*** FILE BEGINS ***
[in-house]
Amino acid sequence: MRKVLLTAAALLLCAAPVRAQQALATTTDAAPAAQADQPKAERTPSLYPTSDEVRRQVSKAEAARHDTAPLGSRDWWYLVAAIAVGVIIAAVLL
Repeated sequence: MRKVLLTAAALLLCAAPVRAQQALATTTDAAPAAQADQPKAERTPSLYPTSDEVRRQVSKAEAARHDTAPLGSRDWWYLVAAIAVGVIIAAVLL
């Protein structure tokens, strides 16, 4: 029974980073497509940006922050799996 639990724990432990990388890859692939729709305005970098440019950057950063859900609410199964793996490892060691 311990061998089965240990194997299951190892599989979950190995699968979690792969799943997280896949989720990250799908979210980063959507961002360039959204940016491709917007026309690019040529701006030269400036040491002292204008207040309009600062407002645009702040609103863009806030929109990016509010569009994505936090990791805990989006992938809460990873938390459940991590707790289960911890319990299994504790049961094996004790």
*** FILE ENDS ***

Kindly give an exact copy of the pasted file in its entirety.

[in-house]
Amino acid sequence: MRKVLLTAAALLLCAAPVRAQQALATTTDAAPAAQADQPKAERTPSLYPTSDEVRRQVSKAEAARHDTAPLGSRDWWYLVAAIAVGVIIAAVLL
Repeated sequence: MRKVLLTAAALLLCAAPVRAQQALATTTDAAPAAQADQPKAERTPSLYPTSDEVRRQVSKAEAARHDTAPLGSRDWWYLVAAIAVGVIIAAVLL
């Protein structure tokens, strides 16, 4: 029974980073497509940006922050799996 639990724990432990990388890859692939729709305005970098440019950057950063859900609410199964793996490892060691 311990061998089965240990194997299951190892599989979950190995699968979690792969799943997280896949989720990250799908979210980063959507961002360039959204940016491709917007026309690019040529701006030269400036040491002292204008207040309009600062407002645009702040609103863009806030929109990016509010569009994505936090990791805990989006992938809460990873938390459940991590707790289960911890319990299994504790049961094996004790």